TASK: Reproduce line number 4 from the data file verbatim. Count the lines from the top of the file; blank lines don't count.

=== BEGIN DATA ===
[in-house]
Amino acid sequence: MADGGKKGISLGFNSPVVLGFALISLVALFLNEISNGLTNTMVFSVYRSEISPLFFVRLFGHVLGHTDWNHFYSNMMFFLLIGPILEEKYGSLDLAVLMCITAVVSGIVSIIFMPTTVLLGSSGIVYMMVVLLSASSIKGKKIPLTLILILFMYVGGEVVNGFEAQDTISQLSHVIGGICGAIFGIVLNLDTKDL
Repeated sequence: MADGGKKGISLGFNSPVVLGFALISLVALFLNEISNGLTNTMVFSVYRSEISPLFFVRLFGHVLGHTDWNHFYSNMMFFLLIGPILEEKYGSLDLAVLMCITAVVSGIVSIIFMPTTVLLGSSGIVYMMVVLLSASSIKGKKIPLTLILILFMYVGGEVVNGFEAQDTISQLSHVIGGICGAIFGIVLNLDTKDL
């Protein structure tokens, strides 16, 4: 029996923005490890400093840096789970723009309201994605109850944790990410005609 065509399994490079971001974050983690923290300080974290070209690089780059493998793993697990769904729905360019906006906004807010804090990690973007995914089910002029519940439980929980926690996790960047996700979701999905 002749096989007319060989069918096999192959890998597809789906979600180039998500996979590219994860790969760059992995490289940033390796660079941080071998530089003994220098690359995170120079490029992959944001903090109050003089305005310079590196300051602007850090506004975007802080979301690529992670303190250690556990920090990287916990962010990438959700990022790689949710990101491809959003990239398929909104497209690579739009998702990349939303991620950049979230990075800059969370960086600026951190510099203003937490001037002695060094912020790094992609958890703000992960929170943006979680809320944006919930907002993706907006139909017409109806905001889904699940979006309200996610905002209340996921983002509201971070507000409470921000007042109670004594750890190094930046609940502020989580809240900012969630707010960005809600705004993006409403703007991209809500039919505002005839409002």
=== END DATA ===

């Protein structure tokens, strides 16, 4: 029996923005490890400093840096789970723009309201994605109850944790990410005609 065509399994490079971001974050983690923290300080974290070209690089780059493998793993697990769904729905360019906006906004807010804090990690973007995914089910002029519940439980929980926690996790960047996700979701999905 002749096989007319060989069918096999192959890998597809789906979600180039998500996979590219994860790969760059992995490289940033390796660079941080071998530089003994220098690359995170120079490029992959944001903090109050003089305005310079590196300051602007850090506004975007802080979301690529992670303190250690556990920090990287916990962010990438959700990022790689949710990101491809959003990239398929909104497209690579739009998702990349939303991620950049979230990075800059969370960086600026951190510099203003937490001037002695060094912020790094992609958890703000992960929170943006979680809320944006919930907002993706907006139909017409109806905001889904699940979006309200996610905002209340996921983002509201971070507000409470921000007042109670004594750890190094930046609940502020989580809240900012969630707010960005809600705004993006409403703007991209809500039919505002005839409002």